Viking Raid t-shirts bought from unethical supplier

YUSU AND RAG have come under increased scrutiny this week following their use of the non-Fair Trade supplier Fruit of the Loom for Viking Raid merchandise.

Following confirmation that RAG had bought T-shirts from Fruit of the Loom, who are notorious for poor working standards and the use of sweatshops to produce goods, Nouse has also discovered that the brand Stedman was the source of last term’s Viking Raid merchandise. Stedman operates under the Hanes branch of retail giant Sara Lee, which has also been heavily criticised by ethical lobby groups and medical experts, who have stated that workers in a Mexican factory are “incapable of doing their work due to the irreversible harm caused by workplace injuries.”

The decision to purchase merchandise from Fruit of the Loom and Stedman arguably contravenes the spirit of YUSU’s Union Code, which states that the Union will promote “Sound Ethical Choice” of products and “will purchase, where practical, from suppliers graded highly by the NUSSL Environment and Ethics Committee.”

Ben Griffiths, the YUSU Student Development and Charities Officer, defended the use of these suppliers, saying YUSU “researched using Fair Trade merchandise; however, it would have arrived after the event had taken place.” He also claimed the Union Code “encourages”, but does not demand, ethical purchasing.

However, questions have been raised as to whether earlier consideration of suppliers for both Viking Raid events could have enabled the use of a more morally sound companies.
At the end of last term, a UGM motion entitled “Sweatshops and Ethical Merchandise” was proposed at YUSU. It intends not only to enforce a University-wide campaign against the horrific conditions to which workers are subject, but also to “mandate the exec” to use a T-shirt brand of a company where “workers receive a living wage, work in safe and healthy conditions and are free to join an independent union.”

The motion seeks to reinforce YUSU’s Union Code, in which YUSU declares they will encourage the use of fair trade merchandise. This part of the Union Code is linked with the University’s Fair Trade status, which it received in 2005.

Michael Wood, who proposed the motion, said “the concept of the union existing to protect student’s interests seems completely alien to them.” He also felt it was “particularly horrendous for our union to be sourcing its clothing from [Fruit of the Loom].”
Fruit of the Loom’s ethical standards were brought into the spotlight on campus in 2005 by a Nouse campaign to encourage colleges to terminate their contracts with this company due to its deplorable working practices.

The International Textile, Garment and Leather Workers’ Federation condemned Fruit of the Loom for having a “history of virulent anti-union activity” following their dismissal of eight workers in 2001, for attempting to establish a union. The use of compulsory pregnancy testing for their female employees, silent working conditions and an insufficient wage are also examples of the company’s disregard for workers’ rights and health.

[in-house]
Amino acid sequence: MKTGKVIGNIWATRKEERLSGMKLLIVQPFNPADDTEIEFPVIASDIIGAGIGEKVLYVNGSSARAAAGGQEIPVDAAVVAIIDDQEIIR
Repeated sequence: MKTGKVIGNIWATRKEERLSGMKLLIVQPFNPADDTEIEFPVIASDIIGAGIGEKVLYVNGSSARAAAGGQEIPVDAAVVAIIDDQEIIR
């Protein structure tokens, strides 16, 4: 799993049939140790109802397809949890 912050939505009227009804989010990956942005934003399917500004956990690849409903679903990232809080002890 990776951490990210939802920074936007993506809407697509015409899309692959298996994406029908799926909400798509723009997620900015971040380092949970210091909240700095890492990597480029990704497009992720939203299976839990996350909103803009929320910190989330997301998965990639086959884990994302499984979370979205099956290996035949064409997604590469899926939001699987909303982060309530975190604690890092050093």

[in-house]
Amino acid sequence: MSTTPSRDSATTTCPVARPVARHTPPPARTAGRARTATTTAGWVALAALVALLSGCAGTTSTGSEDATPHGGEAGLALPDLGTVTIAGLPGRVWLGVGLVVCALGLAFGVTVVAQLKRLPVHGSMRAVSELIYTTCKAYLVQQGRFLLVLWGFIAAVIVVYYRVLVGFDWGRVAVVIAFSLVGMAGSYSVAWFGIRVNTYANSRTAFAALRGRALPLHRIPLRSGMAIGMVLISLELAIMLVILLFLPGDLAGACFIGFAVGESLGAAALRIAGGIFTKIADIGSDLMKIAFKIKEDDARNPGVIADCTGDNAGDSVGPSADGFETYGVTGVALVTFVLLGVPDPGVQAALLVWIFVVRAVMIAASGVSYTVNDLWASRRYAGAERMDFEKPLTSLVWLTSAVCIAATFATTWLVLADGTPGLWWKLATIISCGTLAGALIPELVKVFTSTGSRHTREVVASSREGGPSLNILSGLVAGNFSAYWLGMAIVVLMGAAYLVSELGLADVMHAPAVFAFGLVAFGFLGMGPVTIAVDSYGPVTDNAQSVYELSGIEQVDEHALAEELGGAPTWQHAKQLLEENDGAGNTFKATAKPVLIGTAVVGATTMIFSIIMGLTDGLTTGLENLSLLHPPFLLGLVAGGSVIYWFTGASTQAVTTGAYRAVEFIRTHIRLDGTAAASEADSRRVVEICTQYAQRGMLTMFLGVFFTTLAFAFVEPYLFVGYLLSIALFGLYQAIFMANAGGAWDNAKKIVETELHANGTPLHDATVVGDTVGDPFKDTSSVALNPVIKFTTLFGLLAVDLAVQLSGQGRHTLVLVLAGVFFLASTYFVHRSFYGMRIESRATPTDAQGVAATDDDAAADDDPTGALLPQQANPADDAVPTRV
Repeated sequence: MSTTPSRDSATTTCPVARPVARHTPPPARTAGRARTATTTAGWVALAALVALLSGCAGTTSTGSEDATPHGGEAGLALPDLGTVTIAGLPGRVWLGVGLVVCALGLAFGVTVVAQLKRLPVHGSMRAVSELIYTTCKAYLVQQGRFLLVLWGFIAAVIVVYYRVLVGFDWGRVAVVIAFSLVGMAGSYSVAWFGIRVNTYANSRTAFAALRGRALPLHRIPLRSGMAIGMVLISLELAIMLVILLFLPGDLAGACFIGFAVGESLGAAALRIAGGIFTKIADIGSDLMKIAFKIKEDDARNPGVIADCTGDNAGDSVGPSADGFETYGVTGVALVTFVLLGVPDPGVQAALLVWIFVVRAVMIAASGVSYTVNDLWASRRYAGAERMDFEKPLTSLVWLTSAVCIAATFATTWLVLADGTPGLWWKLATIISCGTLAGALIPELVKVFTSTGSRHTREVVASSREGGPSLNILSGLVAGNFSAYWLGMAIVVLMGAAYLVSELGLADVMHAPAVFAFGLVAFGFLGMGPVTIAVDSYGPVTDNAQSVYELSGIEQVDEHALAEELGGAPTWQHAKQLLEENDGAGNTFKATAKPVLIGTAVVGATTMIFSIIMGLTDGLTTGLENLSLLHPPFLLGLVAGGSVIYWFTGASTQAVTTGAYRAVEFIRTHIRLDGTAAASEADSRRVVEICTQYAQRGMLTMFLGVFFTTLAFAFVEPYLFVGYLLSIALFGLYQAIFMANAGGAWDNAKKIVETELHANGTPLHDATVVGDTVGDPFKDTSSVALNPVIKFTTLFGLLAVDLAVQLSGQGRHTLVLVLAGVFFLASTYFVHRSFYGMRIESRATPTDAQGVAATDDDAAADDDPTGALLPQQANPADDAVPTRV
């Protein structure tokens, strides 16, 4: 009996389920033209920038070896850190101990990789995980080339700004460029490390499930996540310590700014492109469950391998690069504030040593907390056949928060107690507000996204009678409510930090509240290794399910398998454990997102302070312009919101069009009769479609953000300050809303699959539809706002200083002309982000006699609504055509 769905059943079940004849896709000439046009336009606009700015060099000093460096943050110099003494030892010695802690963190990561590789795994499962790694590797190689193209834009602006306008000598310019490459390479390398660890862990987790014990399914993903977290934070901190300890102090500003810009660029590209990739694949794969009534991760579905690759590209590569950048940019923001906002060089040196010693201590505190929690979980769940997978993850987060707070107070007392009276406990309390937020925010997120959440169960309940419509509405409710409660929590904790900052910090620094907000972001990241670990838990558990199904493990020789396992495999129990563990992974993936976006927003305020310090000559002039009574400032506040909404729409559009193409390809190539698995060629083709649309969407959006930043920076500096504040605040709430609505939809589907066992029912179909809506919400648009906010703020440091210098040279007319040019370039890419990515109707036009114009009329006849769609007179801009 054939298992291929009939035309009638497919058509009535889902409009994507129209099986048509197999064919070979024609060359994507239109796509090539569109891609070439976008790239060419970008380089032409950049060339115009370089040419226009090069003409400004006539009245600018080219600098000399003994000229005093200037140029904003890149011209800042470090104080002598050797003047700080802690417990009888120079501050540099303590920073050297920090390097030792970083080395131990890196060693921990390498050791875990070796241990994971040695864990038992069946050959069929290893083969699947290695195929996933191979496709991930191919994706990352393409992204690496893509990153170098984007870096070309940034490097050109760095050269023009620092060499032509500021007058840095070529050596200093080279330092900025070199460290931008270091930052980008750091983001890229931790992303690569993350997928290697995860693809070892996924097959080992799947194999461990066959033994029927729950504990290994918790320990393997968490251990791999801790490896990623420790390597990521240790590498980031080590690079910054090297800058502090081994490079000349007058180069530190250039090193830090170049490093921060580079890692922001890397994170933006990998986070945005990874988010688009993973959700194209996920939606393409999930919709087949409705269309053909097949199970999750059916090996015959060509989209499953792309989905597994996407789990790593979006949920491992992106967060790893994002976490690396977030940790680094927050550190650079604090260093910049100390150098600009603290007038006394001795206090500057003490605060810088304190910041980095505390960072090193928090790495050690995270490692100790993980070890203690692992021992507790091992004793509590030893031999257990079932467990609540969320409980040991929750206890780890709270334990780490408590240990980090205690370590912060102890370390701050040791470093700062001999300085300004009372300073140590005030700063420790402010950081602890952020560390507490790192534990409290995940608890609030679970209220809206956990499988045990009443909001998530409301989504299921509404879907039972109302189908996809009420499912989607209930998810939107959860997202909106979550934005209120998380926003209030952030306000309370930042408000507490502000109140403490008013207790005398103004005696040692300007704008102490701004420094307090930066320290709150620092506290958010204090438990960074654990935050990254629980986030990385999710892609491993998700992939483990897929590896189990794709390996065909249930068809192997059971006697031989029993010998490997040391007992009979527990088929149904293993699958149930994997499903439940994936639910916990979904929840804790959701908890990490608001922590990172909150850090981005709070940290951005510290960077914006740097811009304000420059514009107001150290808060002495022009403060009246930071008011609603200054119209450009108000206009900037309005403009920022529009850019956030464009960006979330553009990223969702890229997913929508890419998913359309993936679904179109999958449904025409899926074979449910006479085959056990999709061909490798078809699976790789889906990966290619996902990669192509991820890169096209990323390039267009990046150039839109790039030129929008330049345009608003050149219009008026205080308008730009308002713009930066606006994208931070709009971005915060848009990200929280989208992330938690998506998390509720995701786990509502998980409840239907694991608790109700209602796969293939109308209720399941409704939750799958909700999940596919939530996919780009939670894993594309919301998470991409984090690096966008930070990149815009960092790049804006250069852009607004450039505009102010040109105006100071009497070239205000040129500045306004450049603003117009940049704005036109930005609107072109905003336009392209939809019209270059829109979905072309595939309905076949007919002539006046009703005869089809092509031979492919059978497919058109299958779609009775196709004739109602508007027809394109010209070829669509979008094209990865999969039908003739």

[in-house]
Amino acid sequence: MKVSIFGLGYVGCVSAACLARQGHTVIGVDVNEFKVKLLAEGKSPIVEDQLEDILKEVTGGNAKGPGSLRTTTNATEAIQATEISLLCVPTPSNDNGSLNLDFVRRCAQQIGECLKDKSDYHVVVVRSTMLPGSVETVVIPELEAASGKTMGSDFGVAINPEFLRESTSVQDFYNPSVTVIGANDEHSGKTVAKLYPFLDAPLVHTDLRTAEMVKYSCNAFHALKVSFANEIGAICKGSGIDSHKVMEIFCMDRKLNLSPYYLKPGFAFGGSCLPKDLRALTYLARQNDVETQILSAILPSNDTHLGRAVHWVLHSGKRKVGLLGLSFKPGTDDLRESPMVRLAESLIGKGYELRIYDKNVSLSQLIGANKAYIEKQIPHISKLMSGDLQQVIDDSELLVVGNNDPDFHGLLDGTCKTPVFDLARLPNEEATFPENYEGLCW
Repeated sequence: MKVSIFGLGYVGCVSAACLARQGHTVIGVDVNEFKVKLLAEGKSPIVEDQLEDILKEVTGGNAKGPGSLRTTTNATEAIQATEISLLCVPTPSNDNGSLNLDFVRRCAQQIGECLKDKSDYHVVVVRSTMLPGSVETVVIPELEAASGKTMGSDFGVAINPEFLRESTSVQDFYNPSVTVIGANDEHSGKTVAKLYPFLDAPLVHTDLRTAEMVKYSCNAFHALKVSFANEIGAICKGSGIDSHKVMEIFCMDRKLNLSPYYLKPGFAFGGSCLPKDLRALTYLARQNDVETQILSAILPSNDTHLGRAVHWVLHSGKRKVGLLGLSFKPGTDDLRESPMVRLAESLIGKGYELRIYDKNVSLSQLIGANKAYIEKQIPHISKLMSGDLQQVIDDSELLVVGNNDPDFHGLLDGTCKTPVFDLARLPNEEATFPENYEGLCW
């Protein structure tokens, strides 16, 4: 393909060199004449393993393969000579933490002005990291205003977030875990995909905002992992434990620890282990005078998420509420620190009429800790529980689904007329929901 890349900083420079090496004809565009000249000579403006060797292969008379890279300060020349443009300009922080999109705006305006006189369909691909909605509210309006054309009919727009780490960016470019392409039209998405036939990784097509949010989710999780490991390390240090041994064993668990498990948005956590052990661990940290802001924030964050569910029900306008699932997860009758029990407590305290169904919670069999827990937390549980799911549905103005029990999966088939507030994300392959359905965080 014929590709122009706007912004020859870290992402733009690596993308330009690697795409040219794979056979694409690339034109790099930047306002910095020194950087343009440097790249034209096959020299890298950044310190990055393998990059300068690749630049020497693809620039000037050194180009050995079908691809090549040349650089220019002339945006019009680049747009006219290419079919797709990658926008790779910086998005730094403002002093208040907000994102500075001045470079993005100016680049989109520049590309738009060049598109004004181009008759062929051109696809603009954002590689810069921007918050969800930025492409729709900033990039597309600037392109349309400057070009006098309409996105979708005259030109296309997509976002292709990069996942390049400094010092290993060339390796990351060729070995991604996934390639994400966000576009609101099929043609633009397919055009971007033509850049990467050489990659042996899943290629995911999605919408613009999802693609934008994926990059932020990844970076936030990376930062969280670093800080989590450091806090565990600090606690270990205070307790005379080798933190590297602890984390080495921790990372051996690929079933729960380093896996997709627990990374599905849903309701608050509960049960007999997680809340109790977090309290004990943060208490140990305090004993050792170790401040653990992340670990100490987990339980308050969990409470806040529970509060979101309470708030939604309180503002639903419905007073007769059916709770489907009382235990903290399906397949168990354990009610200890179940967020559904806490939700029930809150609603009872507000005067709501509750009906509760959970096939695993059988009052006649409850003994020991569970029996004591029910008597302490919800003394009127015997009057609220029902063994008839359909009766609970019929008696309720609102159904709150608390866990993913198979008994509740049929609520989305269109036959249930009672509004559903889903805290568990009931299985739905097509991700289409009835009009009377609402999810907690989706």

YUSU Services Officer Amy Woods, who was in charge of ordering merchandise for the events, was unavailable for comment.


  1. ITGLWF, the Global Trade Union for Textiles with affiliated unions in some 120 countries can provide information on t-shirt and other garment manufacturers who are unionised and respect international labour standards.
    Contact: [email protected]

    Neil Kearney
    General Secretary

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  2. As the Sales Manager for the Stedman brand, I can categorically state that HBI ( Hanes Brands Incorportaed ) run the very highest ethical standards in garment manufacture. See global trading standards on the Hanes brands website.

    The Stedman brand is not manufactured in Mexico and any link to such manufacture and comparison to Fruit of the loom is not appropriate.

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  3. Ethical sourcing/Fairtrade is just a myth. A Wembley based and fairtrade licensed buyer, Steven Prussia, stole a consignment of Sabre-labelled knitwear (worth over £28,000) from a small community of hand-knitters in Madagascar back in December 2006. He then took off and disappeared into thin air. The whole range of clothing was later spotted at Allders in Croydon while the cushion provided by the small operation to the knitters and their families against the darkness of hunger and starvation has been fast deflating. I just came back from that place and it’s really sad to see such a talented pool of knitters being crippled by this “fairtrade” buyer.

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  4. Well, it isn’t really. Fairtrade only give out to people who are reliable and retract when they are found not to be. The fact that he stole clothing doesn’t mean that he wasn’t acting perfectly well before that and he may not be a Fairtrade salesman any more (I don’t know the details)

    What’s more important is looking at the list and making it complete. Fruit of the Loom, Gildan etc. claim to be ethical – and I can’t find places that suggest they’re not at the moment. But I can’t find many places that say they are, either, except for those that sell their products. It’s of concern!

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  5. My google search on Steven Prussia has led me to this site. I’m working for a british retailer and I used to visit the community of knitters when I happened to be in Antananarivo. So I’m fully aware of the issue the knitters have with this “buyer”. I do agree we should continue to promote the essence of Fairtrade. Because we are now living in a wired world, I believe that the likes of Mr Prussia will be put out of action with time.

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